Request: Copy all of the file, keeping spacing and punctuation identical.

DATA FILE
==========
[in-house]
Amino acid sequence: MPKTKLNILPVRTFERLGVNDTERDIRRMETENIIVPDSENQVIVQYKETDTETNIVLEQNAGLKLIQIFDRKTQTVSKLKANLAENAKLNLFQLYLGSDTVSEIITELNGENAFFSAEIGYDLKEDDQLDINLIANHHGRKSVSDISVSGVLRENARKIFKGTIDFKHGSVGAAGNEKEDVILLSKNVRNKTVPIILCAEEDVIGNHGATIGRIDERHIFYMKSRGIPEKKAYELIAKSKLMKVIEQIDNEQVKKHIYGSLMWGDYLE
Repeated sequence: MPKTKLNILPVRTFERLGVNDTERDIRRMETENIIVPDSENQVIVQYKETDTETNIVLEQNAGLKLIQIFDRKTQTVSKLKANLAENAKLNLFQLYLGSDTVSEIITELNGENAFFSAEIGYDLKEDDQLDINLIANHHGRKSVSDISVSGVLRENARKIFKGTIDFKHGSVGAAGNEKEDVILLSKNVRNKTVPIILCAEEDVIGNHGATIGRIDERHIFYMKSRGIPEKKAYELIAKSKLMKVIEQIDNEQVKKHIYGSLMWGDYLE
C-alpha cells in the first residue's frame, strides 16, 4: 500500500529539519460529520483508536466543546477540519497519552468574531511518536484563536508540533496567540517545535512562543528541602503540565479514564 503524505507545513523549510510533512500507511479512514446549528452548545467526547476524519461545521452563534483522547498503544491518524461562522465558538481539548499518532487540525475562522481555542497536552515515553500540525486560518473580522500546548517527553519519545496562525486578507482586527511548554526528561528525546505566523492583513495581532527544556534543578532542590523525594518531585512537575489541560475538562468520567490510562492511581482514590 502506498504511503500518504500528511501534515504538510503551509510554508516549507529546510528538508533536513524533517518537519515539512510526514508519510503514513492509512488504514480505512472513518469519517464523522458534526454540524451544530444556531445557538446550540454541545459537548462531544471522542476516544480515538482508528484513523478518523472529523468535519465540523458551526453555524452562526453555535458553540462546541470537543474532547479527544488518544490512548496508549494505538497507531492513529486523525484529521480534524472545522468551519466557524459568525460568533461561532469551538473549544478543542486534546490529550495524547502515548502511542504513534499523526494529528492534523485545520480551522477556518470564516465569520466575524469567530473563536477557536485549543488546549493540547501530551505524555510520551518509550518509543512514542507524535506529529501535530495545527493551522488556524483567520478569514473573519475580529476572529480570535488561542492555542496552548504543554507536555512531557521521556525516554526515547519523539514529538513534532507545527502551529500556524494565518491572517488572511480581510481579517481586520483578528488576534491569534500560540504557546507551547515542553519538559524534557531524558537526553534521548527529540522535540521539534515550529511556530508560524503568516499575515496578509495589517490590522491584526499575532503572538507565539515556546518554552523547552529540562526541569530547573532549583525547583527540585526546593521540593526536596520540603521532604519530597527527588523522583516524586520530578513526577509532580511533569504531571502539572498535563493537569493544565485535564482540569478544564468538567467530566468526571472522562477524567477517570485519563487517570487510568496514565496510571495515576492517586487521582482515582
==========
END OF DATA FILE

[in-house]
Amino acid sequence: MPKTKLNILPVRTFERLGVNDTERDIRRMETENIIVPDSENQVIVQYKETDTETNIVLEQNAGLKLIQIFDRKTQTVSKLKANLAENAKLNLFQLYLGSDTVSEIITELNGENAFFSAEIGYDLKEDDQLDINLIANHHGRKSVSDISVSGVLRENARKIFKGTIDFKHGSVGAAGNEKEDVILLSKNVRNKTVPIILCAEEDVIGNHGATIGRIDERHIFYMKSRGIPEKKAYELIAKSKLMKVIEQIDNEQVKKHIYGSLMWGDYLE
Repeated sequence: MPKTKLNILPVRTFERLGVNDTERDIRRMETENIIVPDSENQVIVQYKETDTETNIVLEQNAGLKLIQIFDRKTQTVSKLKANLAENAKLNLFQLYLGSDTVSEIITELNGENAFFSAEIGYDLKEDDQLDINLIANHHGRKSVSDISVSGVLRENARKIFKGTIDFKHGSVGAAGNEKEDVILLSKNVRNKTVPIILCAEEDVIGNHGATIGRIDERHIFYMKSRGIPEKKAYELIAKSKLMKVIEQIDNEQVKKHIYGSLMWGDYLE
C-alpha cells in the first residue's frame, strides 16, 4: 500500500529539519460529520483508536466543546477540519497519552468574531511518536484563536508540533496567540517545535512562543528541602503540565479514564 503524505507545513523549510510533512500507511479512514446549528452548545467526547476524519461545521452563534483522547498503544491518524461562522465558538481539548499518532487540525475562522481555542497536552515515553500540525486560518473580522500546548517527553519519545496562525486578507482586527511548554526528561528525546505566523492583513495581532527544556534543578532542590523525594518531585512537575489541560475538562468520567490510562492511581482514590 502506498504511503500518504500528511501534515504538510503551509510554508516549507529546510528538508533536513524533517518537519515539512510526514508519510503514513492509512488504514480505512472513518469519517464523522458534526454540524451544530444556531445557538446550540454541545459537548462531544471522542476516544480515538482508528484513523478518523472529523468535519465540523458551526453555524452562526453555535458553540462546541470537543474532547479527544488518544490512548496508549494505538497507531492513529486523525484529521480534524472545522468551519466557524459568525460568533461561532469551538473549544478543542486534546490529550495524547502515548502511542504513534499523526494529528492534523485545520480551522477556518470564516465569520466575524469567530473563536477557536485549543488546549493540547501530551505524555510520551518509550518509543512514542507524535506529529501535530495545527493551522488556524483567520478569514473573519475580529476572529480570535488561542492555542496552548504543554507536555512531557521521556525516554526515547519523539514529538513534532507545527502551529500556524494565518491572517488572511480581510481579517481586520483578528488576534491569534500560540504557546507551547515542553519538559524534557531524558537526553534521548527529540522535540521539534515550529511556530508560524503568516499575515496578509495589517490590522491584526499575532503572538507565539515556546518554552523547552529540562526541569530547573532549583525547583527540585526546593521540593526536596520540603521532604519530597527527588523522583516524586520530578513526577509532580511533569504531571502539572498535563493537569493544565485535564482540569478544564468538567467530566468526571472522562477524567477517570485519563487517570487510568496514565496510571495515576492517586487521582482515582